Johnny Baker ‘gone far too soon’

Johnny Baker ‘gone far too soon’

THE community is mourning the untimely passing of Johnny Baker, whose forthright voice has been interwoven with Australian Jewish projects for decades.

Johnny Baker.
Johnny Baker.

THE community is mourning the untimely passing of Johnny Baker, whose forthright voice has been interwoven with Australian Jewish projects for decades.

Baker, 62, who died of cancer last Friday, was a father of five and a grandfather.

His impact on the Jewish community was diverse and widespread, providing leadership and vision to various organisations.

Baker was president of the State Zionist Council of Victoria (now Zionism Victoria) from 1988 to 1994, and of Mount Scopus Memorial College from 1994 to 2004.

He was president of Ameinu Australia, an organisation representing progressive Zionism, of Australian Friends of Yad Vashem and an editorial committee member of the Australia/Israel & Jewish Affairs Council (AIJAC).

Ameinu Australia stated: “For the past 10 months, Johnny Baker battled cancer. He did so in the way that only Johnny could do – not by denying reality but by affirming life and values.

“Barely six weeks ago, Johnny willed himself up on to the stage of Beit Habonim in Melbourne, to welcome over 500 guests to an event featuring leading Israeli Zionist Union/Labour Knesset Member Merav Michaeli.

“Those of us who were close to him knew the tremendous physical effort that was involved. But we also knew that his indomitable spirit and will would not allow his body to override his passions.”

Jewish Community Council of Victoria president Jennifer Huppert said: “It is sad to hear about the passing of Johnny Baker, gone far too soon. We will be all the poorer for his loss. Our thoughts are with Anita and the rest of his family at this difficult time.”

Zionism Victoria president Sharene Hambur described Baker as “an ardent Zionist … he was instrumental in the decision to move Beth Weizmann from St Kilda Road to its current home in Caulfield. This decision laid the foundations for the vibrant community centre we see today”.

Mount Scopus College principal Rabbi James Kennard said: “We are deeply indebted to Johnny, whose passion and vision for Mount Scopus and its students inspired the development of many world-class facilities and programs, together with a new and unique governance structure for the college.”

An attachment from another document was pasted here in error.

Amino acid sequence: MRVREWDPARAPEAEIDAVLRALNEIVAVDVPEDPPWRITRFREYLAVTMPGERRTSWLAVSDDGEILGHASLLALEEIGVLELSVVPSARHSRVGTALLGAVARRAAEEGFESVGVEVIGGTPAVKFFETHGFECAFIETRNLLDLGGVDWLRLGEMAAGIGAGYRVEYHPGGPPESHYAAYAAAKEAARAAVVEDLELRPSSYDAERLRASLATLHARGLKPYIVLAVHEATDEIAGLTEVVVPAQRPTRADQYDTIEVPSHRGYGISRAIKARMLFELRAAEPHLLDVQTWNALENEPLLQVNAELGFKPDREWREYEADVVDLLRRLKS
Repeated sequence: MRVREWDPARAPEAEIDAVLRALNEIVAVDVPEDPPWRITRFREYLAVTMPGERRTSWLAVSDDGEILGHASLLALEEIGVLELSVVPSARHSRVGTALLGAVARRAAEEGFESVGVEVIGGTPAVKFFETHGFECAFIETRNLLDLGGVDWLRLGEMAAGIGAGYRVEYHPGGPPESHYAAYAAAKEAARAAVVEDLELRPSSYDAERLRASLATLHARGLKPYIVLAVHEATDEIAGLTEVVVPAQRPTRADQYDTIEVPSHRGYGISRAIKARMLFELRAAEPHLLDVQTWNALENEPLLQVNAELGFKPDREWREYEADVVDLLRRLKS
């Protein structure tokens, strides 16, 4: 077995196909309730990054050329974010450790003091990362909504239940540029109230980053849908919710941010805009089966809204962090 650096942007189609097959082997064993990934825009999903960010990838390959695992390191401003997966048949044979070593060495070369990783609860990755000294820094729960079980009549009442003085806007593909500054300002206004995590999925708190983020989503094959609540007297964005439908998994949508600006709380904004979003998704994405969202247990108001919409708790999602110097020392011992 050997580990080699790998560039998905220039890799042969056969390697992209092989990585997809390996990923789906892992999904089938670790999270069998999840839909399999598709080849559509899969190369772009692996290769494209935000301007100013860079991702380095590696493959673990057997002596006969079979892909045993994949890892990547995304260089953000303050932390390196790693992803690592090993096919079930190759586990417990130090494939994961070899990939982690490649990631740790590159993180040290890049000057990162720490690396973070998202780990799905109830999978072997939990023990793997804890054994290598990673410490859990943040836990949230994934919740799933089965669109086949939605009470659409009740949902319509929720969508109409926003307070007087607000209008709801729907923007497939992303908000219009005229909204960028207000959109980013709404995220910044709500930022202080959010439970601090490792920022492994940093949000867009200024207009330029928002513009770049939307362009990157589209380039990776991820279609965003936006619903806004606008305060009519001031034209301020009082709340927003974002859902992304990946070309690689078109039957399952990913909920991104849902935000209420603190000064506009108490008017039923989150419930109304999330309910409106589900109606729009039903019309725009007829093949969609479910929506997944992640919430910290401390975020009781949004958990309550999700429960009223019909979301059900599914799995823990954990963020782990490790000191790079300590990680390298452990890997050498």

As president for 10 years, Baker “oversaw not only the growth and learning of thousands of students but also contributed significantly to the development of the Melbourne Jewish community”.

AIJAC executive director Colin Rubenstein said he had known Baker for over 40 years, “working closely and constructively with him in several areas, ever admiring his formidable leadership skills which were so effectively deployed in organisations like the State Zionist Council of Victoria and the Yad Vashem organisation.

“Crucially, I observed his pivotal role as president of Mount Scopus College when he sat on the very important, if largely unacknowledged, Committee of the Australian Jewish Day Schools, in which I also participated.

“However I became even better acquainted with his talents and energy when he became a valued member of the editorial board of the Australia/Israel Review a decade ago. The community will greatly miss his eloquent, erudite and progressive voice, which immeasurably enhanced our community’s interests.”

Mark Baker of Monash University’s Australian Centre for Jewish Civilisation, reflected on his brother Johnny’s “larger-than-life character, his communal achievements, his brilliant oratory skills that mesmerised a room, and his devotion to all things Jewish.

“But to me, Johnny was my brother, a family man devoted to five children who adored him, a husband to Anita whose romance began when they were teenagers, and a son to my parents. Johnny died as he lived during the 10 months of his sudden illness: he surrounded himself with friends and family, ate fine food, and drank wine with us all.”

Travelling to Israel with Anita, “he celebrated his beloved Tel Aviv, and shmoozed with politicians, old friends and hotel waiters alike”.

Johnny Baker was laid to rest at Melbourne Chevra Kadisha Cemetery in Springvale on Friday, at a funeral attended by many hundreds of family members, friends and community supporters.

An emotional Rabbi Ralph Genende, a personal friend of Baker’s, eulogised him as a man who had a caring way that made others sense they were his close friends.

Baker is survived by his wife Anita, his five children, parents Yossl and Genia, who are Holocaust survivors, and brother Mark.


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